CRE3: Family Life; Present situation

This unit encompasses the notion of family in the present situation and the types of families that exist today

Definition of family

A family is the basic unit of society where a group of people live together in a home, expecting and expressing love and acceptance. Family members live in harmony in order to gain but also fulfill the goodness of the family.

THE FUNCTIONS OF A FAMILY TO IT’S MEMBERS AND TO SOCIETY 

This includes the importance of members to each other and to society. All members have a role to play for the good of everyone.

1. A family is the unit in society that helps to produce and reproduce members of society hence ensuring continuity.

2. It helps give children the first training, to know there are responsibilities they have to fulfill in order for them to be useful in society.

3. It helps inculcate into children the values, norms and customs of their culture, through guidance, ensuring they fulfill rituals which helps them to have an identity.

4. Family members provide to each other emotional support, to the members. This is through comforting, counseling a show of love and care for each other.

5. A family helps members especially the children to develop a religious attachment, knowing the existence and importance of God, which promotes order and harmony in society.

6. The family instills in it’s members a sense of knowing that different people have different ranks and thus deserve different treatment. This later promotes respect for people in society.Image result for family

7. It also ensures a dignified behavior among the elders due to the need to show a good example to the young ones. This results into general discipline of people in society.

8. A family helps members have an identity. Members of a family belong to that family which boosts people’s pride and esteem.

9. A family provide protection to all members of the family against any dangers that threaten their well being.

10. It caters for the economic needs of members, providing financial support for such purposes as education, marriage etc

11. It acts to preserve wealth where all members are determined to either keep such assets as land for future use or to sell them for in important reason.

12. It provides support for one’s formal education from start usually to when one can independently pursue it.

13. Through home rules and regulations, the children are introduced to the ideas of loyalty to state laws. This is the foundation of law and order in society.

14. The family provides a life – in – future guidance, that includes career and marriage guidance in order to ensure a successful independent life of a member.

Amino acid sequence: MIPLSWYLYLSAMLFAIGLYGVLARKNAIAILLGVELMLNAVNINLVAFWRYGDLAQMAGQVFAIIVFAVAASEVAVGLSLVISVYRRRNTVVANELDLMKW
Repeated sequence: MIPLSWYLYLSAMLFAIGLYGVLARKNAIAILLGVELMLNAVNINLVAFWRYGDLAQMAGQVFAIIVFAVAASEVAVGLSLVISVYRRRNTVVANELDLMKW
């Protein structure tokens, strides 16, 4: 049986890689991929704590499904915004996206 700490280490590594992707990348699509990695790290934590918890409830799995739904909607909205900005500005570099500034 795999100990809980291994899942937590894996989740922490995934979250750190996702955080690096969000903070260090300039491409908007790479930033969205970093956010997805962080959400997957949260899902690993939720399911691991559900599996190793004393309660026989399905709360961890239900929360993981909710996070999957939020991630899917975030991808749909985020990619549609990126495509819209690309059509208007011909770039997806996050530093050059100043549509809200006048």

Types of families

There are very many types of families. They can be categorized according to the membership, the marriage type, the lineage identification etc

By membership, there is the nuclear and extended families.

1. The nuclear family consists of the father, the mother and their children only. It’s common in the western world, Europe and America.

2. The extended family comprises the nuclear family members and other various relatives Eg uncles, aunts, grandparents, adopted children etc.

By lineage identification, there is the patrilineal and the matrilineal families.

Family structure has changed dramatically over the last 50 years. The “Leave it to Beaver” family is no longer the standard, and several variations on family have been created. There are six specific types of family structures identified by society today.

The following types of families exist today, with some families naturally falling into multiple categories. For example, a single parent family who lives in a larger, extended family. While these types of families are distinct in definition, in practice the lines are less clear.

Nuclear Family

The nuclear family is the traditional type of family structure. This family type consists of two parents and children. The nuclear family was long held in esteem by society as being the ideal in which to raise children. Children in nuclear families receive strength and stability from the two-parent structure and generally have more opportunities due to the financial ease of two adults.

 

Advantages

Strength and Stability

Children born into a marriage tend to have more stability than children born into cohabitation. Pew Research Center found that 20 percent of kids born to married parents experience divorce, while nearly 50 percent of kids in cohabiting families experience divorce. Both of these groups of children have a better chance to one day live with a married couple than kids born to single moms. Committed spouses or partners model a loving, caring, and supportive relationship for their children. This translates into future success when children learn how to seek positive relationships and interact well with others. Children see partners work together to solve problems, delegate household responsibilities, and support one another through positive and negative issues.